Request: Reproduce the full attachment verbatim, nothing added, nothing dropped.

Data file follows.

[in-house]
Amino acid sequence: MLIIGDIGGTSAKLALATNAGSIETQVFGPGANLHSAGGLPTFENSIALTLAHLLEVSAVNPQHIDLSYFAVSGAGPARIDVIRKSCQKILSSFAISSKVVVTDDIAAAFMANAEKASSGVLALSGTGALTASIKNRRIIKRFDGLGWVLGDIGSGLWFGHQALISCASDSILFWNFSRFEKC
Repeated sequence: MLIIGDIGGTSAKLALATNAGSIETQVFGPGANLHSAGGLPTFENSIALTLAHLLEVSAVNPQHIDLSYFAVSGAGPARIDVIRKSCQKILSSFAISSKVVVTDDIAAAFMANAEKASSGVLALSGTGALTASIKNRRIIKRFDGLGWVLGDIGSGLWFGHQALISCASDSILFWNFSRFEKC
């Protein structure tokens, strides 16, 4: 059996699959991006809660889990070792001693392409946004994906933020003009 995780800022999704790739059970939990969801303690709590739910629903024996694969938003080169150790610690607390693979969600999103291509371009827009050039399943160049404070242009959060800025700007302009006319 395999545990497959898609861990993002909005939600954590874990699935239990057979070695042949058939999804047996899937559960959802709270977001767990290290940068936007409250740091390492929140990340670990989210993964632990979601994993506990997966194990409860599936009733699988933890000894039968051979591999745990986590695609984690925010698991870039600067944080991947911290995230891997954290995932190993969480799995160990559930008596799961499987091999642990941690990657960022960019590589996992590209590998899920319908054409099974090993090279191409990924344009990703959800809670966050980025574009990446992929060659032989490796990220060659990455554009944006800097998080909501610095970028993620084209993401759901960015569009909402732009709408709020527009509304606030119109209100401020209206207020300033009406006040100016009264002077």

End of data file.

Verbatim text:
[in-house]
Amino acid sequence: MLIIGDIGGTSAKLALATNAGSIETQVFGPGANLHSAGGLPTFENSIALTLAHLLEVSAVNPQHIDLSYFAVSGAGPARIDVIRKSCQKILSSFAISSKVVVTDDIAAAFMANAEKASSGVLALSGTGALTASIKNRRIIKRFDGLGWVLGDIGSGLWFGHQALISCASDSILFWNFSRFEKC
Repeated sequence: MLIIGDIGGTSAKLALATNAGSIETQVFGPGANLHSAGGLPTFENSIALTLAHLLEVSAVNPQHIDLSYFAVSGAGPARIDVIRKSCQKILSSFAISSKVVVTDDIAAAFMANAEKASSGVLALSGTGALTASIKNRRIIKRFDGLGWVLGDIGSGLWFGHQALISCASDSILFWNFSRFEKC
């Protein structure tokens, strides 16, 4: 059996699959991006809660889990070792001693392409946004994906933020003009 995780800022999704790739059970939990969801303690709590739910629903024996694969938003080169150790610690607390693979969600999103291509371009827009050039399943160049404070242009959060800025700007302009006319 395999545990497959898609861990993002909005939600954590874990699935239990057979070695042949058939999804047996899937559960959802709270977001767990290290940068936007409250740091390492929140990340670990989210993964632990979601994993506990997966194990409860599936009733699988933890000894039968051979591999745990986590695609984690925010698991870039600067944080991947911290995230891997954290995932190993969480799995160990559930008596799961499987091999642990941690990657960022960019590589996992590209590998899920319908054409099974090993090279191409990924344009990703959800809670966050980025574009990446992929060659032989490796990220060659990455554009944006800097998080909501610095970028993620084209993401759901960015569009909402732009709408709020527009509304606030119109209100401020209206207020300033009406006040100016009264002077």